Author(s): Aarts JH, Binnie CD, Smit AM, Wilkins AJ
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Abstract It is well established that generalized epileptiform EEG discharges unaccompanied by overt clinical change may nevertheless be associated with transitory cognitive impairment (TCI) detectable by appropriate psychological testing. However, the tests employed in most research studies of this phenomenon are of little use for routine clinical application. They are suitable for administration only over short periods of time and are therefore applicable only to patients with a high discharge rate, a serious limitation, as the discharges are generally depressed by the tests themselves. We have developed two short-term memory tasks, one using verbal, the other nonverbal material presented in the form of television games which patients are generally prepared to perform for up to an hour or longer. Forty-six patients with subclinical EEG discharges have been studied. They were screened by video monitoring before and during testing to exclude any with overt clinical changes during the discharges. Despite this rigorous selection, in 50 per cent TCI was demonstrable with a confidence level (within the individual patient) of 10 per cent. Discharges during stimulus presentation were most disruptive of performance and those confined to the period when the patient was responding were without demonstrable effect. A significant association was found between the laterality of focal or asymmetrical generalized discharges and impairment of one or other task, left-sided discharges being associated with errors in the verbal task and right-sided with impairment of the nonverbal test. Two case histories are cited illustrating patients who were clearly handicapped by TCI and whose functioning improved when the subclinical discharges were suppressed by medication. To determine how many patients suffer such disabilities or can be helped by appropriate medication, further prospective studies are required.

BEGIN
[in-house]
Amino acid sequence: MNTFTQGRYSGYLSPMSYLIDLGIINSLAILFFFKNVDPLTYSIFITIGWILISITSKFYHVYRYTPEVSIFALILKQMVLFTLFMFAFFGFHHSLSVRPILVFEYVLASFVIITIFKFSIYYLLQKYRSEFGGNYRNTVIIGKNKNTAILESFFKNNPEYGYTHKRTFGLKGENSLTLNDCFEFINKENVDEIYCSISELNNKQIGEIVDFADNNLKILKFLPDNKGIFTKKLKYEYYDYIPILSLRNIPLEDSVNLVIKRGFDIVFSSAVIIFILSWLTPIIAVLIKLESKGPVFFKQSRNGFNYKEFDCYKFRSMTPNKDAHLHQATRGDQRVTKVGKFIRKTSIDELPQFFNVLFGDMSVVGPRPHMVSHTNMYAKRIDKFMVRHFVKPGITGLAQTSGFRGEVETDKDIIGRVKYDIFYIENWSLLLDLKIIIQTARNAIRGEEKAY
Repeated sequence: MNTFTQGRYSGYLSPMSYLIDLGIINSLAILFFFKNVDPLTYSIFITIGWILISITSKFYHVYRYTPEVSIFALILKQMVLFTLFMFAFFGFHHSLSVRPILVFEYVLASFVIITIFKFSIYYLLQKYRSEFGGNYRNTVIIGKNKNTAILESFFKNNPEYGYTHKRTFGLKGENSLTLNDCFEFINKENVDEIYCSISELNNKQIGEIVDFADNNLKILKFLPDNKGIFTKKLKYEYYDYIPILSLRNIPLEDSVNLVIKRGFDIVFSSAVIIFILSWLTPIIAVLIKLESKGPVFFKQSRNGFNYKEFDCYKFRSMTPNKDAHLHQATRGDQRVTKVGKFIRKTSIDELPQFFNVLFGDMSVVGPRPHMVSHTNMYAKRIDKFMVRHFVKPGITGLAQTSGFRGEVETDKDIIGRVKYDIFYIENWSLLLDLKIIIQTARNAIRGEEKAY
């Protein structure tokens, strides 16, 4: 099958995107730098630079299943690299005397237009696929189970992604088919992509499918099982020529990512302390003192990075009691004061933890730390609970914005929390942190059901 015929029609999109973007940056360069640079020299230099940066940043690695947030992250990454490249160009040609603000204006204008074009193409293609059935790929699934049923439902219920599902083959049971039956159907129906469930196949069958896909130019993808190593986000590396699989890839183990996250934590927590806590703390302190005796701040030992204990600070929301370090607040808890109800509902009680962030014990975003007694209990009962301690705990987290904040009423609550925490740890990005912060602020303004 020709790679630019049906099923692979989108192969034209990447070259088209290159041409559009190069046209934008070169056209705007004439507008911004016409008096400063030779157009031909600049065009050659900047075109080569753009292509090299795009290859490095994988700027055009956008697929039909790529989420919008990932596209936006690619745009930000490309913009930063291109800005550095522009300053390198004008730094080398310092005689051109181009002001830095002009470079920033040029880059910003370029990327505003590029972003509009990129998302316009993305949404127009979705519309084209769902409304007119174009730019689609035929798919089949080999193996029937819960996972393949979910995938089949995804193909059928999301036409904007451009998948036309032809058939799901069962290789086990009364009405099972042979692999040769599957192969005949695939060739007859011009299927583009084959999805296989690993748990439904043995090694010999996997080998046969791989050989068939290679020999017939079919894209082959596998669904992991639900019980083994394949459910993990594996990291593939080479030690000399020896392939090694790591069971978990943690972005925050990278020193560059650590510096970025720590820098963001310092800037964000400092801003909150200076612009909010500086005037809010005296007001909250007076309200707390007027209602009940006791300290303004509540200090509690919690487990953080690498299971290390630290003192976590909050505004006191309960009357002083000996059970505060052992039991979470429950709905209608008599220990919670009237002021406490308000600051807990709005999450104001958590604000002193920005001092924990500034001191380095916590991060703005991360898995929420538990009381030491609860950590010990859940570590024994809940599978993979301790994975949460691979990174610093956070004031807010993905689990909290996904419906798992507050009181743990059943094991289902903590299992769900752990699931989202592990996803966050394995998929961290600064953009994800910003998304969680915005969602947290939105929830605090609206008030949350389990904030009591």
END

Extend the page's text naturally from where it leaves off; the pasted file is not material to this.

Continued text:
This article was published in Brain
and referenced in Journal of Addiction Research & Therapy